Dozens of Internet and network security experts from the government and industry are working to discover the origins of last week's attack on Lockheed Martin Corp's computer networks, according to a new report.
The investigators are working at Lockheed's 25,000 square-foot security intelligence center outside Washington D.C., Reuters reported. The attacks developed after a security breach at EMC Corp's RSA security division in March.
The analysts are at a center only open to critical personnel, according to the report. The center monitors data transmissions by 126,000 employees and outsiders trying to get access to the system.
U.S. Defense department officials were at the site last week to assess the wider impact, a defense official who requested anonymity told Reuters on Thursday.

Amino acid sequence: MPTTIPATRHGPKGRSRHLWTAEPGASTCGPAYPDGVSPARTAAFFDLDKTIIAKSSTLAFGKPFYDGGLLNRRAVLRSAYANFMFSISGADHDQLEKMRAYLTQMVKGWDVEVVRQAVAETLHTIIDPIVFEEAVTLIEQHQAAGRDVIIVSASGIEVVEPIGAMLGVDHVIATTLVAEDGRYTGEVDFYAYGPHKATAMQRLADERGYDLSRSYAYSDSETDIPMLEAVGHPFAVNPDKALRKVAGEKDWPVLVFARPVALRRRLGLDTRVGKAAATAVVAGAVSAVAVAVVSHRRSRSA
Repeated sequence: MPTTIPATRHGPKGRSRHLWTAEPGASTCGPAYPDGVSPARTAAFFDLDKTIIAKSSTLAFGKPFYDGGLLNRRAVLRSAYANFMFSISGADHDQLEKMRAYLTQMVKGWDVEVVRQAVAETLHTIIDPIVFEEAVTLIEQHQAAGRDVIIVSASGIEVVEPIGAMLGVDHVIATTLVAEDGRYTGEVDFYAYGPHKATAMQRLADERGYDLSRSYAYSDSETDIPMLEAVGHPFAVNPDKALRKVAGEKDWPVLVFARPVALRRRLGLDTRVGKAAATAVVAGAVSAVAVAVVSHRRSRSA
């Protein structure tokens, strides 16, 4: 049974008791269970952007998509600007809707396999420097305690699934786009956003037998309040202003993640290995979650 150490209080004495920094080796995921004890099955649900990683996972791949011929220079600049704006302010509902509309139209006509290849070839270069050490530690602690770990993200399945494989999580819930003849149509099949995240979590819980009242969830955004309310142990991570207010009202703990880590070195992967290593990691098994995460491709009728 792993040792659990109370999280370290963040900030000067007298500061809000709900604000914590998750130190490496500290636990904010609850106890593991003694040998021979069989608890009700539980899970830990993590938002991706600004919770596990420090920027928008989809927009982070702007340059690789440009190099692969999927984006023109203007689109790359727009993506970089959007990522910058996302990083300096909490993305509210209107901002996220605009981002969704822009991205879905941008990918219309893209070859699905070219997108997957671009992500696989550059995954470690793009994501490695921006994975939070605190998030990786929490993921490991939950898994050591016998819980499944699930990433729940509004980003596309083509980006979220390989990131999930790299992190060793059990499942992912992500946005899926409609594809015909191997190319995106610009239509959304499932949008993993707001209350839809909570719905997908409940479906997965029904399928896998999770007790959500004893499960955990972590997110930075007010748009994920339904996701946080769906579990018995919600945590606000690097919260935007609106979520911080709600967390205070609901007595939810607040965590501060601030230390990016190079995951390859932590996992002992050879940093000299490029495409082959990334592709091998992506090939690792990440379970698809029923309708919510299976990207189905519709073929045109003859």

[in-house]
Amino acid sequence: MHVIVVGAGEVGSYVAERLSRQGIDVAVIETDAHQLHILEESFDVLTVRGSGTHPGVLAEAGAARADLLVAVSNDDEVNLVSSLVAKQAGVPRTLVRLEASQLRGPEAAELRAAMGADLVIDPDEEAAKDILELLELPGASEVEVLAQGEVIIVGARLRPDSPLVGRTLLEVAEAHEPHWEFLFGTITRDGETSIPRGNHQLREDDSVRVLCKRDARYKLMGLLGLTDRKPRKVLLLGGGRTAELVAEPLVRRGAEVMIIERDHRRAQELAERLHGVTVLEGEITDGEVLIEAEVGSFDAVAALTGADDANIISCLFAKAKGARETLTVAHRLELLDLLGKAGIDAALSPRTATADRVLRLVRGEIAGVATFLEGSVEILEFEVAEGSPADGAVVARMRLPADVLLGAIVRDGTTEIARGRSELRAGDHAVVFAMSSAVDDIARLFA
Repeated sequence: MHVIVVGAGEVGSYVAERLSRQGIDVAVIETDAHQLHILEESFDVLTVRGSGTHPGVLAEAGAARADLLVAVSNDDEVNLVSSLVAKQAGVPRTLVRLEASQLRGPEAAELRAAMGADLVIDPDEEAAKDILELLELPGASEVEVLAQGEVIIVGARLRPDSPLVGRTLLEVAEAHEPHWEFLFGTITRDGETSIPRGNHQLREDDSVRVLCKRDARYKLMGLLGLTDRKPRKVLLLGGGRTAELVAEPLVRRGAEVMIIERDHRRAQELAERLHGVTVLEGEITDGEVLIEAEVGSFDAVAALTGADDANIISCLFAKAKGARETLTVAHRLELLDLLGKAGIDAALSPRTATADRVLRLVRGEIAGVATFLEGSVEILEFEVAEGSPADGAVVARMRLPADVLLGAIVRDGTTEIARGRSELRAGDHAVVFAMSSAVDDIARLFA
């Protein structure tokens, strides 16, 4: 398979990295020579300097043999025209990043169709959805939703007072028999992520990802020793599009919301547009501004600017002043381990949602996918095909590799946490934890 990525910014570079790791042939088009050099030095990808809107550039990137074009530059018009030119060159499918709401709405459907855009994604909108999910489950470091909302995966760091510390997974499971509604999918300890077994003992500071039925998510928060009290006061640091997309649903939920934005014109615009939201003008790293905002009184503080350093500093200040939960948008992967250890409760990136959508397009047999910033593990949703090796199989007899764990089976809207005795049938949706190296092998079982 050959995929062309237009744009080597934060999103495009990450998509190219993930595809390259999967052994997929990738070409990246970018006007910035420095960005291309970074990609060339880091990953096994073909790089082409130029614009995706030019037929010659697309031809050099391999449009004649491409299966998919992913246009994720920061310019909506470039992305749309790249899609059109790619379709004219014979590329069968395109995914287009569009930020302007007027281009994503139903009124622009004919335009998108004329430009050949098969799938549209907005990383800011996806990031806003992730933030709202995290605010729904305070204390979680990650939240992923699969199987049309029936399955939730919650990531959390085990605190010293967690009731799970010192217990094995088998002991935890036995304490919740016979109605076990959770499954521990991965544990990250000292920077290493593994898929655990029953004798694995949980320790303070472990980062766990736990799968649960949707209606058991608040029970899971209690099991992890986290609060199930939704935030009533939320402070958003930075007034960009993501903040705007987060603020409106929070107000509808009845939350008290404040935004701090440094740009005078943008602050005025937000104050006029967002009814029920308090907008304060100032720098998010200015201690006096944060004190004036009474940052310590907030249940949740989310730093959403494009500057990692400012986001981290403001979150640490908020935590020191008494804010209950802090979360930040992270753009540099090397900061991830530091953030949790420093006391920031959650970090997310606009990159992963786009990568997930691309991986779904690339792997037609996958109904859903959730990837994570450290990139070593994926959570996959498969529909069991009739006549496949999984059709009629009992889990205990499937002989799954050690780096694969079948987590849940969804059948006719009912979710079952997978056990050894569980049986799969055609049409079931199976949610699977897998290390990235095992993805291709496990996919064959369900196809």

Unknown hackers broke into the security networks of Lockheed Martin Corp and several other U.S. contractors, according to a report last week.
The breach occurred when hackers created duplicates to SecurID electronic keys from EMC Corp's RSA security division, a person not authorized to publicly disclose the matter said in the report.
It was not immediately clear what data, if any was stolen.
Hackers learned how to copy security keys with data stolen from RSA during an attack EMC disclosed in March, the source told Reuters.
Several companies, including General Dynamics, Boeing, Northrop Grumman, Raytheon and other defense firms declined to comment.
In March, EMC Corp. admitted that its security division RSA became a victim of an advanced cyber attack.
EMC said measures instituted to protect the RSA and its customers included hardening our IT infrastructure. The company has begun an investigation and is working with authorities, he said.
The attack type is known as an Advanced Persistent Threat(APT)
Customers were informed of the breach and were being provided ways to strengthen the product's implementation